Since April 2020, when the Financial Action Task Force reported that the United Arab Emirates (UAE) was failing to do enough to combat money laundering, the UAE has embarked on a series of actions that indicate the seriousness of its commitment to dealing with money laundering. In November 2020, the UAE announced the development of a strategic plan to support efforts to combat money laundering, established an Anti-Money Laundering Department within the Ministry of Economy, set up a series of special federal courts across the UAE to address the issue of money laundering, temporarily suspended 100 law firms in the UAE from practicing, and fined seven other law firms AED 100,000 ($27,229) each for anti-money laundering violations.
Soon thereafter, in December 2020, the UAE Cabinet approved the creation of the Executive Office of the Anti-Money Laundering and Countering the Financing of Terrorism (Executive Office). That office is established to track the UAE’s performance with reference to international anti-money laundering (AML) requirements, and to ensure the UAE’s active collaboration with companies and partners across the world.
Three recent developments in the UAE indicates that the UAE continues to demonstrate its commitment to its AML obligations. First, on March 17, Gulf Business reported that the Anti-Money Laundering and Tax Evasion Court within the Abu Dhabi Judicial Department (ADJD) convicted four individuals, all Filipino nationals, and a UAE jewelry company of committing money laundering and fraud against 4,000 people. The court sentenced each of the individual defendants to five years’ imprisonment, deportation, and a fine of AED 10 million ($2.7 million), and fined the jewelry company AED 50 million ($13.6 million). In addition, the court ordered the confiscation from the company of approximately 7,430 grams of 18 Karat gold, worth more than AED 1.37 million ($372,900).
According to the official UAE news agency WAM, the four individuals conducted an Internet fraud and pyramid scheme, in which they established a website labeled “Gold Empire Management” and used advertisements, videos, and contests posted on the site and social media to attract prospective investors in their company. The defendants charged each would-be investor a fee of AED 2,000 ($544), but reportedly encouraged victims to persuade others to participate in the spurious investment and offered them AED 1,000 ($272) for each new investor they brought in.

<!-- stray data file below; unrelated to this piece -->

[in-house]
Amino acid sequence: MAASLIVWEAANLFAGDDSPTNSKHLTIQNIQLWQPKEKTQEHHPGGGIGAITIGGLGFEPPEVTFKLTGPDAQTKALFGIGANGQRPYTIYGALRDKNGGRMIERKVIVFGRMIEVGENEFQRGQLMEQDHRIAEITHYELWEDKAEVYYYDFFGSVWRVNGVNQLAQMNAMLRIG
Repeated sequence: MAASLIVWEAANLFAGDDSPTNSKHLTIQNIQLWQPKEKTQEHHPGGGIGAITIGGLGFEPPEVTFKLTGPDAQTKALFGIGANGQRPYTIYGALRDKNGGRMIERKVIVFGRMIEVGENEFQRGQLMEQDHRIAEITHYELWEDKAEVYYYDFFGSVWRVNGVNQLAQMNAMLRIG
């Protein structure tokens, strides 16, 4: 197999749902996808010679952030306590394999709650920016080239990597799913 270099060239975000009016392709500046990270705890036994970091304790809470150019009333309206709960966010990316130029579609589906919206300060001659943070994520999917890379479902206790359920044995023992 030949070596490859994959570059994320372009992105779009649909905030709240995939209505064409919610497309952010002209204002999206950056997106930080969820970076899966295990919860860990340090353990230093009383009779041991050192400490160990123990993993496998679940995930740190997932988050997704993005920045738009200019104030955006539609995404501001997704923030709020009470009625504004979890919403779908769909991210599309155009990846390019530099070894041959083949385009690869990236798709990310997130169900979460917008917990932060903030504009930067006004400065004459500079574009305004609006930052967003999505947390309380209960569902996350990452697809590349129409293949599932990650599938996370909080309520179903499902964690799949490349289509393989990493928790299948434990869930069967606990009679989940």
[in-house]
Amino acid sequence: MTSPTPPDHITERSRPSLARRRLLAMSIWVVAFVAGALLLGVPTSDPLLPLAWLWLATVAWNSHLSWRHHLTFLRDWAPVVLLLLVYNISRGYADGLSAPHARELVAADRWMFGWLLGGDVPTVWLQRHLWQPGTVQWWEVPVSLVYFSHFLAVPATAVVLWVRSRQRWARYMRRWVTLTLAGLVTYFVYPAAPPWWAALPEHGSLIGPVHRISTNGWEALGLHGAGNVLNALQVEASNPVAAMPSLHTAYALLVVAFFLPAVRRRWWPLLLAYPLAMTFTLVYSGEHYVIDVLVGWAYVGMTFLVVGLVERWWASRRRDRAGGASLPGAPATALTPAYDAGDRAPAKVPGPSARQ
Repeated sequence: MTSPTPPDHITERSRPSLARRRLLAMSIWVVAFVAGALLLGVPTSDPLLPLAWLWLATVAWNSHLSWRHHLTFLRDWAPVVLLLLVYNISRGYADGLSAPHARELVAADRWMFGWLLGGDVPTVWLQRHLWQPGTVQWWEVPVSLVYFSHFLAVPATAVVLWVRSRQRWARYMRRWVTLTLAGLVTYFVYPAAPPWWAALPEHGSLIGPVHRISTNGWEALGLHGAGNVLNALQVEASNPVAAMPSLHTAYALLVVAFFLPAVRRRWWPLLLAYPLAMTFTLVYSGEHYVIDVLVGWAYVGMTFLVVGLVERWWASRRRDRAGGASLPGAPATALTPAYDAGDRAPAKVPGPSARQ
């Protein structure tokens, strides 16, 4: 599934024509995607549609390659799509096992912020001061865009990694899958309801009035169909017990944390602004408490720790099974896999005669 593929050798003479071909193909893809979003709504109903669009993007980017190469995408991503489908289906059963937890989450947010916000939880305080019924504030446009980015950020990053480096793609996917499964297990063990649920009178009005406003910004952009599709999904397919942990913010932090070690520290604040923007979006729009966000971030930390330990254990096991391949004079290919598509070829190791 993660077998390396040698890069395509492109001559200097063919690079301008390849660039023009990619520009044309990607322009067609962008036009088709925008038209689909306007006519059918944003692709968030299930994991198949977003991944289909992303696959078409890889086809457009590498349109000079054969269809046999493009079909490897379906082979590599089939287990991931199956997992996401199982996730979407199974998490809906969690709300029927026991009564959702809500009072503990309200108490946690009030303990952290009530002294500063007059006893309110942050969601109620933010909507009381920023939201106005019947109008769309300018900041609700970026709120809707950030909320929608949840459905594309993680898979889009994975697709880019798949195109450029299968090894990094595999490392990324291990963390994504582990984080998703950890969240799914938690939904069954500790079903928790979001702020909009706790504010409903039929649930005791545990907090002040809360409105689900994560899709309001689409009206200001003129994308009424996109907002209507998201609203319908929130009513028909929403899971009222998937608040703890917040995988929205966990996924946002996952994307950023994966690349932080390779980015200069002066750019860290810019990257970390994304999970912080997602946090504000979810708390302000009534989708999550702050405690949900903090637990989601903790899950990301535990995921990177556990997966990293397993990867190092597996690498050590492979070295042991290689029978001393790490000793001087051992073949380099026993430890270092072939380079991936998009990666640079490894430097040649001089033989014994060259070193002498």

Second, on March 17, the UAE Financial Intelligence Unit (FIU) and the Israeli Money Laundering and Terror Financing Prohibition Authority signed a Memorandum of Understanding to promote the exchange of financial intelligence between the two agencies and strengthen the cooperation between those agencies, the UAE, and Israel to improve the joint activity against money laundering and terrorism financing.
Third, on March 24, the Executive Office announced a number of new AML measures and tools, including new restrictions on the movement of cash and precious metals. Those measures and tools include:
- (1) a “goAML: tool to submit and analyze suspicious banking reports for authorities to take legal action;
- (2) an “IEMS” platform to exchange messages between the UAE FIU, the private sector, and law enforcement entities in the UAE;
- (3) a “Fawri Tech” program to facilitate immediate action on financial issues that relate to combating the proliferation of weapons of mass destruction;
- (4) a unified e-customs platform that is directed, in the long term to controlling illicit trafficking and smuggling operations in the UAE; and
- (5) a “Declare” program to restrict the movement of cash, precious stones, and metals before and after their arrival in the UAE in connection with the movement of passengers across customs borders.
The Executive Office stated that through the adoption of these technical controls, it “hopes to strengthen the UAE’s efforts to curb illicit flows of funds, promote asset recovery, and combat all forms of transnational financial crime.”